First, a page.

ACCURACY AND THROWING VELOCITY IN HANDBALL
Keywords: accuracy, throwing velocity, team handball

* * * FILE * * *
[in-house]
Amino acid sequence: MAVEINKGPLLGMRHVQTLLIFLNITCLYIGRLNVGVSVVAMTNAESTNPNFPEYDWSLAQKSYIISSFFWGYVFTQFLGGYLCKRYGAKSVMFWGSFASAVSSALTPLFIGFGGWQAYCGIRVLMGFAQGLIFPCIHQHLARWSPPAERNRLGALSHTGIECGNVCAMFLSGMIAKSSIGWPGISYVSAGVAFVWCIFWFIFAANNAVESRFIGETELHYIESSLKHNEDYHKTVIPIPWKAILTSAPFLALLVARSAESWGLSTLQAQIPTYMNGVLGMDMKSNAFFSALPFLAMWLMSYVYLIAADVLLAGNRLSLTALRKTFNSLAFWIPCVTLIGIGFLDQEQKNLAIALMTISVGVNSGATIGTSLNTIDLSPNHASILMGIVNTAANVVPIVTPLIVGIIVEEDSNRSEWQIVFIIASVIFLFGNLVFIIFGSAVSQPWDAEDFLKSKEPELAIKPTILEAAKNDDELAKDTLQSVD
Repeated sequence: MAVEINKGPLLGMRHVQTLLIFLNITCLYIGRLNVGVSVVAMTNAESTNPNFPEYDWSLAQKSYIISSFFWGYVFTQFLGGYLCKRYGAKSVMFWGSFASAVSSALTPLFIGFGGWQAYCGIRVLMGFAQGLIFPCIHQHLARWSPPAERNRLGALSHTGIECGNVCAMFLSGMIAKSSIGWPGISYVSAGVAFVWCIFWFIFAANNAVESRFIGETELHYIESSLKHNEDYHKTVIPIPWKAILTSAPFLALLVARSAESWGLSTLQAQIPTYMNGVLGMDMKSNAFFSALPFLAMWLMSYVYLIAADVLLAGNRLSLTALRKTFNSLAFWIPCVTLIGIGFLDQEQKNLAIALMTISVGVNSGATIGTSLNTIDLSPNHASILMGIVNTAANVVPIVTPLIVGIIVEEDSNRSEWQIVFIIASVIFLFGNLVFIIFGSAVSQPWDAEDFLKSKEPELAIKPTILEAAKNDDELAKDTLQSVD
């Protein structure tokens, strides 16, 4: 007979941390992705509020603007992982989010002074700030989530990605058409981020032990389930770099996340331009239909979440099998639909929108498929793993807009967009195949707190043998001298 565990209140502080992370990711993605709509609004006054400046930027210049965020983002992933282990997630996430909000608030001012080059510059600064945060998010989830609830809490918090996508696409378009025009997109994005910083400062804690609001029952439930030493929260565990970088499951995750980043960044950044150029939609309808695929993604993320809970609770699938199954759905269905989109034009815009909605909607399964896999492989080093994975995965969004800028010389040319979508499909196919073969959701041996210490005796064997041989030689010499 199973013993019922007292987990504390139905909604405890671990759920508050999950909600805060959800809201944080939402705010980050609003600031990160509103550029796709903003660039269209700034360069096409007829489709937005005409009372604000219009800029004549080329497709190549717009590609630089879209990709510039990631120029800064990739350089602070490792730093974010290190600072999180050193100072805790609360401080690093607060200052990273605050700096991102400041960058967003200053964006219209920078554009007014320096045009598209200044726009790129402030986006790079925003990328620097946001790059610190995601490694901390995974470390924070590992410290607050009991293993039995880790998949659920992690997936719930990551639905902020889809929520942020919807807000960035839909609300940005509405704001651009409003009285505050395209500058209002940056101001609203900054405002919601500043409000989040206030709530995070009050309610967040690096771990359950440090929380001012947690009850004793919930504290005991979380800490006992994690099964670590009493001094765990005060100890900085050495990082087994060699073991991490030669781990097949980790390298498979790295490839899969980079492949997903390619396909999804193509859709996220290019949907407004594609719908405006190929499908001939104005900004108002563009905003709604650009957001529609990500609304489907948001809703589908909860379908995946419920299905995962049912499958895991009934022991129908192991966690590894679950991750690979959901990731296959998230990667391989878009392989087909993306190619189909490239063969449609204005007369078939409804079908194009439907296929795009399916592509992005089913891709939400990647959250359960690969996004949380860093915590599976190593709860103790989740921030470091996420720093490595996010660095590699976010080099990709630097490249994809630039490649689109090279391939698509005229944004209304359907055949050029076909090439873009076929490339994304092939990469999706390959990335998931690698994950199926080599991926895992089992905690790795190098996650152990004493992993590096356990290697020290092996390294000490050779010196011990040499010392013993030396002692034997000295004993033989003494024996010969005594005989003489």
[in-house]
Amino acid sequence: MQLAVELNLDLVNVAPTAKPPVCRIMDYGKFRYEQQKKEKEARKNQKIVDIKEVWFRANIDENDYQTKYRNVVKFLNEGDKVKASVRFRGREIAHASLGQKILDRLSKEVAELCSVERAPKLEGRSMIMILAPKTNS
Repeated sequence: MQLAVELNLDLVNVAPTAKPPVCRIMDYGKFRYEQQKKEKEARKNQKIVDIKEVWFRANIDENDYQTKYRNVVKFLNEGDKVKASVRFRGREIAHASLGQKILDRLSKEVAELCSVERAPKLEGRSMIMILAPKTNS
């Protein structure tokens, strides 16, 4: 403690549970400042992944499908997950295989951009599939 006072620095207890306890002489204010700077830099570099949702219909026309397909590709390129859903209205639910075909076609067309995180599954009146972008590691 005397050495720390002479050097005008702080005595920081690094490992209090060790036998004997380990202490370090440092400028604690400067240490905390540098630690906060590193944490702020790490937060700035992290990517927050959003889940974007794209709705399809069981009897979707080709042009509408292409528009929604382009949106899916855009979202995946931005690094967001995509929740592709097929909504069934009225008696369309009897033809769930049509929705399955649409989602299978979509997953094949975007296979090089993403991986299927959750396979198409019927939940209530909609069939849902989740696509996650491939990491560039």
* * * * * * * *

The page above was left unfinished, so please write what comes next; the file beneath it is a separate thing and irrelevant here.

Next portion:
AbstractINTRODUCTION: Accuracy and throwing velocity in handball are regarded as basic parameters of performance during competition. Several investigators have studied the relationship between the velocity of movement of the upper limbs and accuracy in hitting the target, which has led to interesting theories (Schmidt, 1982, Eliasz et al., 1990, Hore, 1996). The aim of the present study was the comparative analysis of accuracy, in combination with ball velocity, while performing shots in handball, using as subjects athletes of various levels and non-athletes. METHODS: In order to measure accuracy, an innovative electronic device was used which was placed on the inner side of a goal post and functioned as a ‘targetpointer’ (by means of a red light) and ‘hit-detector’. Another lab-made laser device was used for measuring ball velocity. Three groups of subjects took part in the experiments : one group of 15 handball athletes, the best of League A1 scorers (age 24.86 ± 2.91 yrs), another group of 12 handball athletes, the best of League A2 scorers (age 26.84 ± 5.67 yrs) and a random sample of 15 physical education students (21.72 ± 0.89 yrs). Accuracy and ball velocity were examined in three types of throws: (a) on the spot, (b) with a cross-over step and (c) with a vertical jump. The results were analyzed using one-way ANOVA. RESULTS: In all three types of throws examined, there was a significant difference in accuracy among groups, attributed to the higher deviation from the target observed in the student group (on the spot: Fratio= 16.422, p £ 0.001; with a crossover step: Fratio= 22.493, p £ 0.001; with an a vertical jump: Fratio= 6.825, p £ 0.003) (Table 1). Table 1 Mean values (± SD) of deviation from the target (in cm) and of ball velocity (in m/s), in the three types of throws for the three groups of subjects. on the spot with a cross-over step with a vertical jump [table] With regard to throwing velocity, a significant difference among groups was found in all types of throws examined (on the spot: Fratio= 54.585, p £ 0.001; with a crossover step: Fratio= 33.578, p £ 0.001; with an a vertical jump: Fratio= 20.795, p £ 0.001), which was attributable to the fact that all three groups differed significantly from each other. In the throw with a vertical jump the difference between the two groups of athletes was less than that observed in the other two types of throw. This was probably due to the advanced technical skill required for performing this type of throw. CONCLUSIONS: The throwing performance of the three groups of subjects was assessed both by the level of accuracy and the magnitude of ball velocity in their throws. The performance of the best scores in the League A1 group significantly exceeded that of the other groups for the variables studied in the three types of throwing examined by the present study. REFERENCES: Schmidt, R. (1982). Motor Control and Learning. A Behavioral Emphasis, 336-350. Eliasz, J., Janiak, J., Wit, A. (1990). Sport Wyczynowy 9/10, 17-23. Hore, J., Watt, S., Martin, J., Miller, B. (1995). Exp. Brain Res. 103, 277-286.
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